In order to segment your market you need to have a lot of customer data to accurately get a picture of their buying patterns. A basic amount of data would include geographical and demographic data, as well as information on buying patterns, add ons and donations. The deeper we can go with our customer data, the better our profile of them, and the better we can target a message just for them.

On the whole, segmenting is considered a must do, to get the most bang for your marketing buck. But it is not as easy as it first appears. To really get segmenting to work for you – it requires a lot of data capture, analysis, and frankly, trial and error.

Importantly, the more information you can gather about your customers the more honed your message can be. Purchase history, abandon shopping carts, power users and inactive users all represent information we can use to create powerful messages. Used wisely, this can help you create a real connection with your customers. Remember of course that we cannot abuse the information we have and we cannot overwhelm our patrons with tons of emails either.

No Segmenting Needed?
But, there might some instances where there is no need to segment the market at all. If you are selling a commodity for example. Or if all your customers use media in the same way and make their purchases in the same way. Are they all worth the same in terms of profitability? Are all your customers sourced from the same pool? If you answered yes to any of these questions you might be able to get away with not segmenting your customer base.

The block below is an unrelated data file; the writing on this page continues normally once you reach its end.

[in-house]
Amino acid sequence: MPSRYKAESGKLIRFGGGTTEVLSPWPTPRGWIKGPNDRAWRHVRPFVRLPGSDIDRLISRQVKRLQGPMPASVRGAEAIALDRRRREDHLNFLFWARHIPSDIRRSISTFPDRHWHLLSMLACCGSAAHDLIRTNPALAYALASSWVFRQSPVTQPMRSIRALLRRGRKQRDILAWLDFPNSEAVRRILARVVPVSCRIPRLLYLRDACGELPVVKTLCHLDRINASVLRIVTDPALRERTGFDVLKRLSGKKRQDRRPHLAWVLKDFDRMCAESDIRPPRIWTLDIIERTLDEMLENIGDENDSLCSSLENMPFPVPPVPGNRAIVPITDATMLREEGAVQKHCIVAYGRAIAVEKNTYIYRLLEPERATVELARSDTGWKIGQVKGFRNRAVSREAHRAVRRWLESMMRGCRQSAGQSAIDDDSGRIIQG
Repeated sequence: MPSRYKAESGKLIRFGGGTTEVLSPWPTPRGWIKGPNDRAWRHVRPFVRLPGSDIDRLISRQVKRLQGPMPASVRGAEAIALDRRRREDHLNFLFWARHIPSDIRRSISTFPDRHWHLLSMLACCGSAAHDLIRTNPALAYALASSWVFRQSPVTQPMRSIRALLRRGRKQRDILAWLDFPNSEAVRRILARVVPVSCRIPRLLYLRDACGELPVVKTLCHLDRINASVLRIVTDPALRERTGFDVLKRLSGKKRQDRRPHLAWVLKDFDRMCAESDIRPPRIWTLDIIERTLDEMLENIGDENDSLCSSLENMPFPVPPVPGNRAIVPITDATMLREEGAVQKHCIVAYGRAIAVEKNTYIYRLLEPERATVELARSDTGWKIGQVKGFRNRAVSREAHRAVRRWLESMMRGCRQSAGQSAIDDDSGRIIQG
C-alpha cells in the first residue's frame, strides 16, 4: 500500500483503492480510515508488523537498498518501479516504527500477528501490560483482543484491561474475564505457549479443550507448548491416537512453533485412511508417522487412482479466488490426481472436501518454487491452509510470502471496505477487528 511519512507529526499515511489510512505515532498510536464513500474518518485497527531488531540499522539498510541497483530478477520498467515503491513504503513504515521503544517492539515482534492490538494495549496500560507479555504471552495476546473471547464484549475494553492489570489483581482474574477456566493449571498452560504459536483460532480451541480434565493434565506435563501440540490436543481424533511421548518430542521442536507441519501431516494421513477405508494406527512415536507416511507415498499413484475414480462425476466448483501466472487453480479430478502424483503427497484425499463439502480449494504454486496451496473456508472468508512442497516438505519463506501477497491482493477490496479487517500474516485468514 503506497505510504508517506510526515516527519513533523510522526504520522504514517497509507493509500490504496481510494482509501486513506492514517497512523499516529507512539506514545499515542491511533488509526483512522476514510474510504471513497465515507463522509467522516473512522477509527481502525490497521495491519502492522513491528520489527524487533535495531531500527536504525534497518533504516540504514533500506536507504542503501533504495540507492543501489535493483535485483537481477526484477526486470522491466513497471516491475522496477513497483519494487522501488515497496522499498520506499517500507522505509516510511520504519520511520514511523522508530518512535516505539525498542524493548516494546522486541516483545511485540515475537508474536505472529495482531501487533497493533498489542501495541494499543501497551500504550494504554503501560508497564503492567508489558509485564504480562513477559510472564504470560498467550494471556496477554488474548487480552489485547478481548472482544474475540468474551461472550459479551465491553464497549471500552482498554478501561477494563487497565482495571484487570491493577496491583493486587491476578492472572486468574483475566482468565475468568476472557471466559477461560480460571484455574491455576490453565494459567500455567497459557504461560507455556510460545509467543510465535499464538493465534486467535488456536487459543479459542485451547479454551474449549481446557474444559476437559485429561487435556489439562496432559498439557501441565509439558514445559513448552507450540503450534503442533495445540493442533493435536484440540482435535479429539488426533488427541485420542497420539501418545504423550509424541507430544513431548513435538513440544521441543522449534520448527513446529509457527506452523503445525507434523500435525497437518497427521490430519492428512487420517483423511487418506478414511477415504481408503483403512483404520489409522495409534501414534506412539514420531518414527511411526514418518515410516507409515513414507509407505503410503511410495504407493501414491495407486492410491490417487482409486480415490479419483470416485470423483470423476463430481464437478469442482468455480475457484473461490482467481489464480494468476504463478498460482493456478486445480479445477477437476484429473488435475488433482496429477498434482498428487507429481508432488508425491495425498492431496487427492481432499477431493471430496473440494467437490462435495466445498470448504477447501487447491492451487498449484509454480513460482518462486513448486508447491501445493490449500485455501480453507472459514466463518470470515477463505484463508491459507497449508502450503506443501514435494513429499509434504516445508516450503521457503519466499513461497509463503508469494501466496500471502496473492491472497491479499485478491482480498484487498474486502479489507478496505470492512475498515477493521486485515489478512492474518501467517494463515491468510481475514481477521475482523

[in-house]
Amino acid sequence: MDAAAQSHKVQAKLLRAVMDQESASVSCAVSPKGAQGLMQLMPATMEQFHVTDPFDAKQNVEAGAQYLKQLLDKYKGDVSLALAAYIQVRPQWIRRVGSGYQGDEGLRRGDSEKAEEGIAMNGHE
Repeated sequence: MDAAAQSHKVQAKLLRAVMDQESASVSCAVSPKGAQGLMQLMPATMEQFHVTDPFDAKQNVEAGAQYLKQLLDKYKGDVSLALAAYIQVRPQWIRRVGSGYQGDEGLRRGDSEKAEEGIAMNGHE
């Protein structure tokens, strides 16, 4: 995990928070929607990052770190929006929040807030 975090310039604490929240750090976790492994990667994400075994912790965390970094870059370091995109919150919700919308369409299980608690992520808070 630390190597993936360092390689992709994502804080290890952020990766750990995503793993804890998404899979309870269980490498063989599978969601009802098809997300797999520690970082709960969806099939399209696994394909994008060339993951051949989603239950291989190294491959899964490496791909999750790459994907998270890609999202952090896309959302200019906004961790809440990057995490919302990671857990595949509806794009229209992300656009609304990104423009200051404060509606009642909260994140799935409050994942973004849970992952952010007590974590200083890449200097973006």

If for example, you are focused on a specific geographical area, or your overall audience size is small, it might make sense not to segment at all. If you did segment and it didn’t work as well as you had hoped, maybe there is a concrete reason why. Timing of your email was off, perhaps the segmented email came directly on the heels of another mass email.

But maybe we can tailor our mass emails, so they better fit each segment.

For example, let’s say we want to send a mass email on our winter productions. We have a mix of music, comedy, kids panto and drama. We can send the same email out, but swap our lead piece depending on the market segment we are emailing. So those on our comedy list get the email with the lead show being comedy, and our family and kids list gets the email with the panto as lead, etc. Ensuring we remove any dupes, will mean we can send a tailored message with annoying our patrons.

Another example would be during an annual giving drive. It makes sense to segment our customers based on who has given before. A message of “we value your continued support” will be more effective than, “support your theatre!”

Again this is really about trial, test and adjust, and see what really works for your market.

So what do you think? How do you segment your market? Or don’t you do it all?